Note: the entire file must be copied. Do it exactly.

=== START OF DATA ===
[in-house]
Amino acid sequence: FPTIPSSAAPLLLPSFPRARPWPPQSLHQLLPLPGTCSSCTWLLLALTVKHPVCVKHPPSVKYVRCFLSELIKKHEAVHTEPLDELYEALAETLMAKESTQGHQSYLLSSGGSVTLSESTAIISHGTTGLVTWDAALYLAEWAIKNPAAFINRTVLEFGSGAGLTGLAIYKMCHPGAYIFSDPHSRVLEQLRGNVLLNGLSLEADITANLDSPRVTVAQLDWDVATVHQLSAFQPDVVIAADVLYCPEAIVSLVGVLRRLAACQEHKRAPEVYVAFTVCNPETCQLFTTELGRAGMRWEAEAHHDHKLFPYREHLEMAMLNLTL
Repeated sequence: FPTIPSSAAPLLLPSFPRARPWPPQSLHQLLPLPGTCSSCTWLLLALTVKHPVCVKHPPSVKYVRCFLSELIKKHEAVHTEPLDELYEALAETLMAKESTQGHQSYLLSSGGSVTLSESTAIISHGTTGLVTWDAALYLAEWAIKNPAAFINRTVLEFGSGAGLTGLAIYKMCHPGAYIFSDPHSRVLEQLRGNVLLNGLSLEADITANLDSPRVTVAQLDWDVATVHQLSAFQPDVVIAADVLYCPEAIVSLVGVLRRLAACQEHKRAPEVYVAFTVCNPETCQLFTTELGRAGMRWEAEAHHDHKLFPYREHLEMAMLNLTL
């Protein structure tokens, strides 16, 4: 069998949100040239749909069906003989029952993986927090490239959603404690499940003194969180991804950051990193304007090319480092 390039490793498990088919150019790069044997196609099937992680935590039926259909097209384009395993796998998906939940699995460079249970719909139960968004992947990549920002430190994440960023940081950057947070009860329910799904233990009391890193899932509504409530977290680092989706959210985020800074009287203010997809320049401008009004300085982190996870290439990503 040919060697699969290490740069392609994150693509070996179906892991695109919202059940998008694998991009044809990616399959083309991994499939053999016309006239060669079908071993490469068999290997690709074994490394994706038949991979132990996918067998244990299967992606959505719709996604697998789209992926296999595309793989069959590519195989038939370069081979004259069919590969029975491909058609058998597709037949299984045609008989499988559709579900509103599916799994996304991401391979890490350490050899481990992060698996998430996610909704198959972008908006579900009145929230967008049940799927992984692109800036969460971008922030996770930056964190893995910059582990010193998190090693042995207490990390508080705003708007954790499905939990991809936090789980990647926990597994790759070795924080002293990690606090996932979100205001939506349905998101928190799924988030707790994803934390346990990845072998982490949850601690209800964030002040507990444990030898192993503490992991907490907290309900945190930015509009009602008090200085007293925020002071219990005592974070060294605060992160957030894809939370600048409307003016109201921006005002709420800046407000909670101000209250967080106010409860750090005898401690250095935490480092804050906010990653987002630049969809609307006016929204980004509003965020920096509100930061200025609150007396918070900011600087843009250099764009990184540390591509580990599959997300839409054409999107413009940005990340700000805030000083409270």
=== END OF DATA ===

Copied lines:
[in-house]
Amino acid sequence: FPTIPSSAAPLLLPSFPRARPWPPQSLHQLLPLPGTCSSCTWLLLALTVKHPVCVKHPPSVKYVRCFLSELIKKHEAVHTEPLDELYEALAETLMAKESTQGHQSYLLSSGGSVTLSESTAIISHGTTGLVTWDAALYLAEWAIKNPAAFINRTVLEFGSGAGLTGLAIYKMCHPGAYIFSDPHSRVLEQLRGNVLLNGLSLEADITANLDSPRVTVAQLDWDVATVHQLSAFQPDVVIAADVLYCPEAIVSLVGVLRRLAACQEHKRAPEVYVAFTVCNPETCQLFTTELGRAGMRWEAEAHHDHKLFPYREHLEMAMLNLTL
Repeated sequence: FPTIPSSAAPLLLPSFPRARPWPPQSLHQLLPLPGTCSSCTWLLLALTVKHPVCVKHPPSVKYVRCFLSELIKKHEAVHTEPLDELYEALAETLMAKESTQGHQSYLLSSGGSVTLSESTAIISHGTTGLVTWDAALYLAEWAIKNPAAFINRTVLEFGSGAGLTGLAIYKMCHPGAYIFSDPHSRVLEQLRGNVLLNGLSLEADITANLDSPRVTVAQLDWDVATVHQLSAFQPDVVIAADVLYCPEAIVSLVGVLRRLAACQEHKRAPEVYVAFTVCNPETCQLFTTELGRAGMRWEAEAHHDHKLFPYREHLEMAMLNLTL
């Protein structure tokens, strides 16, 4: 069998949100040239749909069906003989029952993986927090490239959603404690499940003194969180991804950051990193304007090319480092 390039490793498990088919150019790069044997196609099937992680935590039926259909097209384009395993796998998906939940699995460079249970719909139960968004992947990549920002430190994440960023940081950057947070009860329910799904233990009391890193899932509504409530977290680092989706959210985020800074009287203010997809320049401008009004300085982190996870290439990503 040919060697699969290490740069392609994150693509070996179906892991695109919202059940998008694998991009044809990616399959083309991994499939053999016309006239060669079908071993490469068999290997690709074994490394994706038949991979132990996918067998244990299967992606959505719709996604697998789209992926296999595309793989069959590519195989038939370069081979004259069919590969029975491909058609058998597709037949299984045609008989499988559709579900509103599916799994996304991401391979890490350490050899481990992060698996998430996610909704198959972008908006579900009145929230967008049940799927992984692109800036969460971008922030996770930056964190893995910059582990010193998190090693042995207490990390508080705003708007954790499905939990991809936090789980990647926990597994790759070795924080002293990690606090996932979100205001939506349905998101928190799924988030707790994803934390346990990845072998982490949850601690209800964030002040507990444990030898192993503490992991907490907290309900945190930015509009009602008090200085007293925020002071219990005592974070060294605060992160957030894809939370600048409307003016109201921006005002709420800046407000909670101000209250967080106010409860750090005898401690250095935490480092804050906010990653987002630049969809609307006016929204980004509003965020920096509100930061200025609150007396918070900011600087843009250099764009990184540390591509580990599959997300839409054409999107413009940005990340700000805030000083409270």